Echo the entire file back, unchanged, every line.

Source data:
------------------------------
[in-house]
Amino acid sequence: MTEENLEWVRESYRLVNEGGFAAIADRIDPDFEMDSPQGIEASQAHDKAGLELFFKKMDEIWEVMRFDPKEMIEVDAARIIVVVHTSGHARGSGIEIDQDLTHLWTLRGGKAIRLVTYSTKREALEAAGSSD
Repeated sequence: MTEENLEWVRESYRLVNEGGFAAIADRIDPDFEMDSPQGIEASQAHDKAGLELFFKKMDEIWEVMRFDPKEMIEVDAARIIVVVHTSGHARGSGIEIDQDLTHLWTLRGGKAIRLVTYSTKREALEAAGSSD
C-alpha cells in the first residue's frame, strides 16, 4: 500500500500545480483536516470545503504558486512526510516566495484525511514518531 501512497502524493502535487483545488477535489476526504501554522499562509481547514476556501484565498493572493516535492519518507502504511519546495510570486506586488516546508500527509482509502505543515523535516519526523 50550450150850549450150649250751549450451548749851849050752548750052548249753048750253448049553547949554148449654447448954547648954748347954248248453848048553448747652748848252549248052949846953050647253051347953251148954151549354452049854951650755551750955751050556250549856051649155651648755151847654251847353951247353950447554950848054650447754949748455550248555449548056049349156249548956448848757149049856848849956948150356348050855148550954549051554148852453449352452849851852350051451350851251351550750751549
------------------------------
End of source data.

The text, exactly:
[in-house]
Amino acid sequence: MTEENLEWVRESYRLVNEGGFAAIADRIDPDFEMDSPQGIEASQAHDKAGLELFFKKMDEIWEVMRFDPKEMIEVDAARIIVVVHTSGHARGSGIEIDQDLTHLWTLRGGKAIRLVTYSTKREALEAAGSSD
Repeated sequence: MTEENLEWVRESYRLVNEGGFAAIADRIDPDFEMDSPQGIEASQAHDKAGLELFFKKMDEIWEVMRFDPKEMIEVDAARIIVVVHTSGHARGSGIEIDQDLTHLWTLRGGKAIRLVTYSTKREALEAAGSSD
C-alpha cells in the first residue's frame, strides 16, 4: 500500500500545480483536516470545503504558486512526510516566495484525511514518531 501512497502524493502535487483545488477535489476526504501554522499562509481547514476556501484565498493572493516535492519518507502504511519546495510570486506586488516546508500527509482509502505543515523535516519526523 50550450150850549450150649250751549450451548749851849050752548750052548249753048750253448049553547949554148449654447448954547648954748347954248248453848048553448747652748848252549248052949846953050647253051347953251148954151549354452049854951650755551750955751050556250549856051649155651648755151847654251847353951247353950447554950848054650447754949748455550248555449548056049349156249548956448848757149049856848849956948150356348050855148550954549051554148852453449352452849851852350051451350851251351550750751549